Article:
In Cejas Commercial Interiors Inc. v. Torres-Lizama, the Oregon Court of Appeals recently held that an employee working for a construction subcontractor was not an employee of the general contractor for purposes of Oregon wage law. But the Court also held that the more expansive “economic-realities test” applied to the issue, rather than the narrower and more employer-friendly “right-to-control test.”
Prior to this case, Oregon law was unclear regarding which test applied. The Court of Appeals previously suggested that the right-to-control test applied, but in later opinions suggested the issue was not settled. In Cejas, the Court explicitly overruled its prior decision and held that the economic-realities test applies. Under the economic-realities test, courts look to whether the alleged employee, as a practical matter, was economically dependent on the alleged employer. Under the right-to-control test, courts look to whether the alleged employer exercised actual direct control over the work of the alleged employee. Under the economic-realities test, a company can be held liable even where the company does not exercise direct control over the alleged employee’s work.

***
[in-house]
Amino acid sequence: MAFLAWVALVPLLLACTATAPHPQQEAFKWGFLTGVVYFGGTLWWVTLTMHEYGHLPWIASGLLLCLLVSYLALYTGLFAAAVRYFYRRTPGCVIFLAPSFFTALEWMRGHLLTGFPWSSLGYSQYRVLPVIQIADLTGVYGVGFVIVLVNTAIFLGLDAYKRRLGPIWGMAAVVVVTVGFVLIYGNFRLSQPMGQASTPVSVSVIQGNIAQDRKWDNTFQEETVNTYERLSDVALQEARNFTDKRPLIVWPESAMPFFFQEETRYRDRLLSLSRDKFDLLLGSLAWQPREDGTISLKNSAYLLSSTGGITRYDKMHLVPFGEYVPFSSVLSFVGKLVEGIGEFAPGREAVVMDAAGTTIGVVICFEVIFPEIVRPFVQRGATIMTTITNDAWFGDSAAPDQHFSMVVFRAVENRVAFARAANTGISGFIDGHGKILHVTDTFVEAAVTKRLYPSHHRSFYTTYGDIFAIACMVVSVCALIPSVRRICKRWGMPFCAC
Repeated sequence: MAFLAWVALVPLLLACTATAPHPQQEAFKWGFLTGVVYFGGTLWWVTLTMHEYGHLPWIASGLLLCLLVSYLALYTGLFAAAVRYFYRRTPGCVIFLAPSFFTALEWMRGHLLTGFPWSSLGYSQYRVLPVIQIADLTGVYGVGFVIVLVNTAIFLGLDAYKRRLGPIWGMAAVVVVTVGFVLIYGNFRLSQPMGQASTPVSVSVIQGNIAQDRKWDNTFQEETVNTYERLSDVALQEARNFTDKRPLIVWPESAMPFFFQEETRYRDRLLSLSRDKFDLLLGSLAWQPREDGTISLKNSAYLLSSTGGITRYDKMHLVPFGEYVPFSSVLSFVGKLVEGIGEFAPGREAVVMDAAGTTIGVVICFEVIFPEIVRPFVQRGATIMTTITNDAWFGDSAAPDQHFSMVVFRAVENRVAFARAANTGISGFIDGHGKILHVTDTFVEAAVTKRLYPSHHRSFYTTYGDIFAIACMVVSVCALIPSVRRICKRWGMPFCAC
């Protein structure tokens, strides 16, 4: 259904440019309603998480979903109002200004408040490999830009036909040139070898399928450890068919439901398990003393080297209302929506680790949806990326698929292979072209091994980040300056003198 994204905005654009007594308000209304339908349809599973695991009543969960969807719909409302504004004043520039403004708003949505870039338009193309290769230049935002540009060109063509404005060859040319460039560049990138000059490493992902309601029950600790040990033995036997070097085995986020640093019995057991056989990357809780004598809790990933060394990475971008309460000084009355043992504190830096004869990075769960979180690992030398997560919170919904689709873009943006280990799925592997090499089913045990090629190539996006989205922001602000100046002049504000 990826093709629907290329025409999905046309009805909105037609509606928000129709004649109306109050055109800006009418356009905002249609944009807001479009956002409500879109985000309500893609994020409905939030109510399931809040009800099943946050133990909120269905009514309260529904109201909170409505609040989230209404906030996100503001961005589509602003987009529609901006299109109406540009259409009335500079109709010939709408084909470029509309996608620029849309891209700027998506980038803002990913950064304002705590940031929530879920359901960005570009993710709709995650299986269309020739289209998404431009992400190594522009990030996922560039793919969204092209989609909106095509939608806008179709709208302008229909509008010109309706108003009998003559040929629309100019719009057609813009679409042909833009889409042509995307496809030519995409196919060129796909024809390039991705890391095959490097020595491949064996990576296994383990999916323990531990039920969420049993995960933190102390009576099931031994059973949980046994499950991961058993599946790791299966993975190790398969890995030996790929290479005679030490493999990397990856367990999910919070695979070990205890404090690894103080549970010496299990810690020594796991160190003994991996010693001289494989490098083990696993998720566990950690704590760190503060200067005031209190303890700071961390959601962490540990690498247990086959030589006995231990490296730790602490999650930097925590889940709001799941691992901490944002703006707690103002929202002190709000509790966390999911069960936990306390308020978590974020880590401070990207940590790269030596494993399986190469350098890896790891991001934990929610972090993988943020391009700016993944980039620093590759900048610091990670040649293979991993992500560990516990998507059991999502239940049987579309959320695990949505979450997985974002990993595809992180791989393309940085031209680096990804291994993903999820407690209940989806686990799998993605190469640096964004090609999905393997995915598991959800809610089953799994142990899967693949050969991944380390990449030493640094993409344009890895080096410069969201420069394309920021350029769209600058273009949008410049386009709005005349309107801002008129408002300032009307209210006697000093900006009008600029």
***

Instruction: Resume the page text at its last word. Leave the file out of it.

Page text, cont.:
While applying the broader test, the Court ruled in favor of the general contractor, holding that in a “typical subcontractor situation,” a worker employed by a subcontractor is not an employee of the general contractor. Only if the general contractor interjects itself into the relationship between the subcontractor and its employee, or assumes direct control over the employee’s work, would the subcontractor’s employee be considered the general contractor’s employee as well.
Oregon’s adoption of the “economic-realities” test is bad news for employers. Oregon joins several other states, such as Washington and California in adopting this broad test. The Court of Appeals’ recent decision, however, puts some rational limits in place and protects the traditional separation between a company and its subcontractor’s employees.